Manage Your BusinessRecruitment7 Tips Entrepreneurs Can Use When Onboarding Remote Employees

7 Tips Entrepreneurs Can Use When Onboarding Remote Employees

Remote employees are a staple in startups. Hiring remotely allows entrepreneurs to dip into deeper talent pools, and are generally more affordable as remote workers require fewer direct benefits. In fact, online job searches for remote jobs jumped 460% in the two years between June 2019 and June 2021, according to a study by Glassdoor.

However, what many entrepreneurs forget is because they are remote employees, they require a different method of onboarding. Traditional onboarding does not work, as there is no physical presence to rely on. Fortunately for you, there are ways to make onboarding work, even if you may never meet your new employee in person. Here are 7 tips you can use to ensure that their first day is as smooth as possible:

1. Make a To-Do List 

A lot goes into onboarding a new employee, and you cannot afford to miss a single item. The more prepared an employee is, the sooner they will reach their full potential at your small business. Making a to-do list or a checklist ensures that nothing slips through the cracks. Sit down and think about what you want your new employees to know and what they need to do, and then list those items down.

2. Welcome Them Eagerly 

Your new employees, given a bad first day, can elect to change their minds. If they can, they may vacate the position immediately. If they cannot, they will immediately leave the moment their contract ends, increasing your small business’s turnover rate. Minimize the odds of that happening by giving your new hires as warm a welcome as possible. Let them know that you appreciate their presence, and give them an idea of what to expect in the onboarding stage. The more information they get, the less doubt they are likely to have.

3. Share Policies for Remote Employees  

Remote workers are fundamentally different from traditional office workers, and your policies should reflect that. Some rules are unique to remote workers, and your team should know those rules as soon as possible. If you do not have policies specifically for remote employees, write one up, and ensure all relevant personnel receives a copy as soon as possible.

4. Give Remote Workers a Buddy 

No matter how great your onboarding program is, taking on a new job alone can be stressful. They may have questions not covered by the program, or may realize some confusion a few hours into a task. That is why it is critical to assign new hires a buddy, someone they can contact online who is available and capable of answering their questions. At the start, that buddy will likely be you, but as the startup grows, you can start assigning more experienced employees to help new employees along.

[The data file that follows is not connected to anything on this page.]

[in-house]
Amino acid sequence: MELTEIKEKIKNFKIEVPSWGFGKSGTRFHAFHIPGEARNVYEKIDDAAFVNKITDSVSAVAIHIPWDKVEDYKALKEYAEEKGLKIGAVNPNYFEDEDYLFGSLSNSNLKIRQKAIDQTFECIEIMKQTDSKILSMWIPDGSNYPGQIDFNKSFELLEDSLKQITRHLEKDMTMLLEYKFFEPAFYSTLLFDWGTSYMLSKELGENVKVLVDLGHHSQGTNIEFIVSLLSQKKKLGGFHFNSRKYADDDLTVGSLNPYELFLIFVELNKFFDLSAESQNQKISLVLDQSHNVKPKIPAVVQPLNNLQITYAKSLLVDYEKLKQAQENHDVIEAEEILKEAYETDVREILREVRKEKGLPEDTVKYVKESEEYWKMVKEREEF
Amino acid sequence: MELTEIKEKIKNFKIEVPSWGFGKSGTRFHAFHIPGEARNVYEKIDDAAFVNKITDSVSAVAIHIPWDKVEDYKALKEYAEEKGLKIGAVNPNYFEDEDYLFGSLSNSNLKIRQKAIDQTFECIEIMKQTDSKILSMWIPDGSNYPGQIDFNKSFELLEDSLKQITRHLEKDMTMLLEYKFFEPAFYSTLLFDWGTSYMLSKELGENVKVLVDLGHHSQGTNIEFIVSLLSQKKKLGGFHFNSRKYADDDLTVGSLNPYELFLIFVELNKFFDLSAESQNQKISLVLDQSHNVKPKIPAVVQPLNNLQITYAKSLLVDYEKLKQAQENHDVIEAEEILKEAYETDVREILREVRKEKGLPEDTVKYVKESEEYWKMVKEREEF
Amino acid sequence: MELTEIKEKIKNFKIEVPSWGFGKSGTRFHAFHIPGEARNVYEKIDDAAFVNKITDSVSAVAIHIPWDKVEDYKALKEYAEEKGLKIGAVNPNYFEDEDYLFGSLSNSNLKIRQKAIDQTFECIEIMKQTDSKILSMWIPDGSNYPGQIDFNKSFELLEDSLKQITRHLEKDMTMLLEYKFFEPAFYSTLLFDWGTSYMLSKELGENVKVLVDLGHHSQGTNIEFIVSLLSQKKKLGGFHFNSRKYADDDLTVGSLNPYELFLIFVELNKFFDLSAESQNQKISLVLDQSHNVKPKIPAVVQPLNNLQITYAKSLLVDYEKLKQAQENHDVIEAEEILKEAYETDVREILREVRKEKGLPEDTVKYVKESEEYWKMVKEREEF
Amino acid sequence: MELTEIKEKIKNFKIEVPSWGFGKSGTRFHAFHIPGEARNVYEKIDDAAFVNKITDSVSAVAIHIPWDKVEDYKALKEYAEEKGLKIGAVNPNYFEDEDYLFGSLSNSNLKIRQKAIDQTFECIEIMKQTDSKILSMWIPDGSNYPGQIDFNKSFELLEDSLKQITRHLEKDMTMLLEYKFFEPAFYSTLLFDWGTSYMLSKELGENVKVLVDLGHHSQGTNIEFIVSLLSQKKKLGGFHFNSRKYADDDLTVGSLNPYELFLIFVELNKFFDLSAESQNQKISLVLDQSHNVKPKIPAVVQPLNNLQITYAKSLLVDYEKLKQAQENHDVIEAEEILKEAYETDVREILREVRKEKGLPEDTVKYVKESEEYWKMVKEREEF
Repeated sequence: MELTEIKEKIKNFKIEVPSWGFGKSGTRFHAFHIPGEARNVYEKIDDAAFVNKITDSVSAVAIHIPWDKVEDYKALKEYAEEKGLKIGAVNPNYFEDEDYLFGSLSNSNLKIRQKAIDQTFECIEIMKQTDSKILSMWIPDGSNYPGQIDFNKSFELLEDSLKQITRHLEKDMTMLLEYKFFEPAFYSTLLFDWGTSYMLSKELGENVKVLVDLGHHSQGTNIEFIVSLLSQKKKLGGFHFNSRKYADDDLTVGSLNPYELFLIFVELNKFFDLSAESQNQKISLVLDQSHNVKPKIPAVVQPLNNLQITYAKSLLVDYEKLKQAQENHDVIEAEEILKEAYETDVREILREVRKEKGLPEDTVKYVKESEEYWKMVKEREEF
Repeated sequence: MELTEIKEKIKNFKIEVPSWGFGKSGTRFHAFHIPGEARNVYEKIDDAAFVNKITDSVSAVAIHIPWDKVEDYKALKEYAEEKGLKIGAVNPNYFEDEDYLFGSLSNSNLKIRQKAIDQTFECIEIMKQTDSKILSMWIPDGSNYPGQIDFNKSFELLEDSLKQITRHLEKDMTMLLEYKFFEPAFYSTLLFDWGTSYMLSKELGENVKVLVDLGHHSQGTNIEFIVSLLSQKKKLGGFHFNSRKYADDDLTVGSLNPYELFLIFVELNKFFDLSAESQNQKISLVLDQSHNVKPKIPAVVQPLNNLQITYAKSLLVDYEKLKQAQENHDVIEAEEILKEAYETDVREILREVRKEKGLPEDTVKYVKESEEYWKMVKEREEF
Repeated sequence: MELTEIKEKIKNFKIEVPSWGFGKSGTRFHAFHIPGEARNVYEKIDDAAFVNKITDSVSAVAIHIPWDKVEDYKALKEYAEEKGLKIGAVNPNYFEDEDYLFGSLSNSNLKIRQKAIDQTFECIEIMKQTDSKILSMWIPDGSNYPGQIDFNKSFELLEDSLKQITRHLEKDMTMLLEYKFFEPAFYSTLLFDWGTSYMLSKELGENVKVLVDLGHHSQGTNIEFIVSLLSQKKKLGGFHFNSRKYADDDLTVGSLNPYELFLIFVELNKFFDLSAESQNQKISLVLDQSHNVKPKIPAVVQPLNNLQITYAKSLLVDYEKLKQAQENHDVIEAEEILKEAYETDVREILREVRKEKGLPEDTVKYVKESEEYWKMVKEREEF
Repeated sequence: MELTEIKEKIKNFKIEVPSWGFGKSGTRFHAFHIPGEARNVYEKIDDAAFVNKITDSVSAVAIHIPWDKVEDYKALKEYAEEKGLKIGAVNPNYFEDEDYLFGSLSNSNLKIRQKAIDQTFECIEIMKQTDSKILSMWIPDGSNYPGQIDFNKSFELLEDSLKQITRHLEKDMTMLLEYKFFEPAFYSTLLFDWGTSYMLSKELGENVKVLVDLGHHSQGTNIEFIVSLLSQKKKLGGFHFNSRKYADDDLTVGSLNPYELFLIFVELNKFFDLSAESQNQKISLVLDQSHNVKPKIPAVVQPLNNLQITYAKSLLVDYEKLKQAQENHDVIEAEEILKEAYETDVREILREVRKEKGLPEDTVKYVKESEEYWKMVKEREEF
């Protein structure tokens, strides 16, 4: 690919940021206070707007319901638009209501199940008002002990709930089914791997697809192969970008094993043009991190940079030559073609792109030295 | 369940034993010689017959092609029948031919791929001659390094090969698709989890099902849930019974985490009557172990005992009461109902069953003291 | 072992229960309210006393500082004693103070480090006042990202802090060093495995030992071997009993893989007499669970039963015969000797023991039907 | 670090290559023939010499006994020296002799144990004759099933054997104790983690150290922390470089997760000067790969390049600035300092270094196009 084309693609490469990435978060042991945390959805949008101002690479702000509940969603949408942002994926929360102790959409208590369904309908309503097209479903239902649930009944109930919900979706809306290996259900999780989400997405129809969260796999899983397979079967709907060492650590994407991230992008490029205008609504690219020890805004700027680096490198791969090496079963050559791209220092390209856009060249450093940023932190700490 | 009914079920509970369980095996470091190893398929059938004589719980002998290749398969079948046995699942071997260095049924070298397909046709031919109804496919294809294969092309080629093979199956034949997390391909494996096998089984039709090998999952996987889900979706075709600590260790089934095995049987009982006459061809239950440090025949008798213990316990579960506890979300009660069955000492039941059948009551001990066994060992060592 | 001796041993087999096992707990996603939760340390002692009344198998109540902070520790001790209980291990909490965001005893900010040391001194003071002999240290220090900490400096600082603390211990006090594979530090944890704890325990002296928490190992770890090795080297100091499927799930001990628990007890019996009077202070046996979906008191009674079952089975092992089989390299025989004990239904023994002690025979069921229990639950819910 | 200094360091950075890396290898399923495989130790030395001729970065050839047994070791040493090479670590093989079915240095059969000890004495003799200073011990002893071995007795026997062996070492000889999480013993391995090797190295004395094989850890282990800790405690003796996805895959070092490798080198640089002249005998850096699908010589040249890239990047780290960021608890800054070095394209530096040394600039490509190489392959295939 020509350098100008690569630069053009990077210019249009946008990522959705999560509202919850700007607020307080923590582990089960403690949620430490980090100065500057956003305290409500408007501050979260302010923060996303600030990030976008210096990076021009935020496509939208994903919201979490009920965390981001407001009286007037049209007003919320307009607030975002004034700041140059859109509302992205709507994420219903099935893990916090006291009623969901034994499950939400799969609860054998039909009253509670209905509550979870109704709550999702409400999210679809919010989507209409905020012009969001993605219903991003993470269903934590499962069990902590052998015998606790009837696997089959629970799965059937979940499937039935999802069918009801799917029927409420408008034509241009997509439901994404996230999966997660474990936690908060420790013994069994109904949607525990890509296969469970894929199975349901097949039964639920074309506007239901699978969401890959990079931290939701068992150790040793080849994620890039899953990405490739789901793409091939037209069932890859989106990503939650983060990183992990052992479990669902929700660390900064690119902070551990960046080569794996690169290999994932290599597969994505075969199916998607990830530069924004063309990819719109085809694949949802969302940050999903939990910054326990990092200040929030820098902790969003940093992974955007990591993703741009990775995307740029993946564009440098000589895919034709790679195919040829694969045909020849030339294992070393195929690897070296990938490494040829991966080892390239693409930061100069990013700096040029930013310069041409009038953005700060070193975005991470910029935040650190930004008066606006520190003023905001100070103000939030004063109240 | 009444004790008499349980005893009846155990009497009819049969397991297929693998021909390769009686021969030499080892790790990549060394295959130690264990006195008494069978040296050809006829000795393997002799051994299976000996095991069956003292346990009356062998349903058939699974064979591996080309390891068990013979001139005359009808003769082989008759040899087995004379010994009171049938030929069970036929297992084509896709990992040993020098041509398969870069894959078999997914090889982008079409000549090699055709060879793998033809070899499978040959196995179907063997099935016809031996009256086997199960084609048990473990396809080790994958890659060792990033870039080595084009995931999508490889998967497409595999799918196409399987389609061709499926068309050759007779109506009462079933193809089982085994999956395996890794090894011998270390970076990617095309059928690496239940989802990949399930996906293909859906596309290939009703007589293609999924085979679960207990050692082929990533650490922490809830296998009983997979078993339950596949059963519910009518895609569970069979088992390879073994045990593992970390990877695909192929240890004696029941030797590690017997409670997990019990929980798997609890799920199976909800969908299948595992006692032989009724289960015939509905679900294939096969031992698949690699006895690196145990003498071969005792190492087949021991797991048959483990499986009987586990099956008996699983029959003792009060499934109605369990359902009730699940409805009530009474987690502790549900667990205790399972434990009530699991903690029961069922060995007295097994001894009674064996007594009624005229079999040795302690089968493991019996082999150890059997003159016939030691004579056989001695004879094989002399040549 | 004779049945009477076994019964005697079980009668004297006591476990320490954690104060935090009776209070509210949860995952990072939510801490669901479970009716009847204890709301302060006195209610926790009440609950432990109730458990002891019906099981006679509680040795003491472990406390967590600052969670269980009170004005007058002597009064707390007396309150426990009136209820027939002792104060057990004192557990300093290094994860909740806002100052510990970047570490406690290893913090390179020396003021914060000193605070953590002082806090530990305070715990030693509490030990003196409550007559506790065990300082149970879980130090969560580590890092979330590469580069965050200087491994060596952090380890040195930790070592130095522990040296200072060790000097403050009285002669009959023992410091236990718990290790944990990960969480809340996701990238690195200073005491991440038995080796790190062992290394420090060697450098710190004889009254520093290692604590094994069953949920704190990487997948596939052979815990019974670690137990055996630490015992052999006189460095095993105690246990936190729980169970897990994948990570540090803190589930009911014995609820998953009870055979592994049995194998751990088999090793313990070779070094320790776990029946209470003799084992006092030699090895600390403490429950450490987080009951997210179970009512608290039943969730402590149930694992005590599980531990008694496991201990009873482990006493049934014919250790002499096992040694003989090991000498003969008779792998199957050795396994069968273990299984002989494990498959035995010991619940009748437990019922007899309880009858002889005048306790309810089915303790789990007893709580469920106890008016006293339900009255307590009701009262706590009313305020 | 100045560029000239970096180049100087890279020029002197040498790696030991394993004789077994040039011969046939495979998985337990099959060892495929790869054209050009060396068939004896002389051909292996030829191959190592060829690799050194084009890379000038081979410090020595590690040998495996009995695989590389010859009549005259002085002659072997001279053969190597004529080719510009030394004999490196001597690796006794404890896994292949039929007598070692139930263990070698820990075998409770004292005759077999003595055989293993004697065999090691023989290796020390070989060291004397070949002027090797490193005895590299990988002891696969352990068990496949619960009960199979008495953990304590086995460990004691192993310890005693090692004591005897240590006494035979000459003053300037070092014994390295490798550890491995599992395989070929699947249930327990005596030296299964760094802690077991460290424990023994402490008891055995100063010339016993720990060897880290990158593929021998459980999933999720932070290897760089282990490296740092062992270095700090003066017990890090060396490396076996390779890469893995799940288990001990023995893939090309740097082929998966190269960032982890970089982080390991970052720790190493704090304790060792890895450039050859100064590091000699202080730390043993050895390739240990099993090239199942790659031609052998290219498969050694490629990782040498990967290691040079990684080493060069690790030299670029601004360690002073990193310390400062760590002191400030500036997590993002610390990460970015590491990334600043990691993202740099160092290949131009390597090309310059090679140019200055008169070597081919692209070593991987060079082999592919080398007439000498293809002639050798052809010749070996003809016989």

5. Ensure They are Properly Equipped 

If you are lucky, your employees will have the equipment necessary to fulfill their duties. Unfortunately, that may not be the case for more specialized work, or if you have proprietary tools. You need to make sure that your new hire is properly equipped either by giving them access to the right software, or giving them a hardware budget. If you find your budget lacking, ensure you hire employees that have the requisite equipment already.

6. Give Them a Great First Day 

One of the most important days for new employees is their first day. The quality of that day can color the rest of their experience, and determine how quickly they perform at their best. How you do that is up to you, but generally you want to make them as comfortable as possible. Set aside some time to socialize at the start to get to know them. If they have a team, give them the opportunity to interact with them. Then give them a light first day, something to get their feet wet. Ideally, you can give them a task that will acquaint them with your startup’s systems and practices. If you can do something a little extra, like having food delivered to them, don’t hesitate. Every little bit helps.

7. Get Feedback 

The first employee you onboard will likely not be the last. That is why you need to get feedback from every employee you hire. You need to know what parts of the onboarding process worked and what parts need work. That way, you can further refine the process and ensure that future employees receive a better experience.

Remote employees can be powerful and can lead your startup to growth and success. However, ensuring they get off on the right foot can be tricky. You need to respect the differences that come with them, and work with those differences. The more work you put into their onboarding, the sooner remote employees can give you the productivity and output you need as an entrepreneur.

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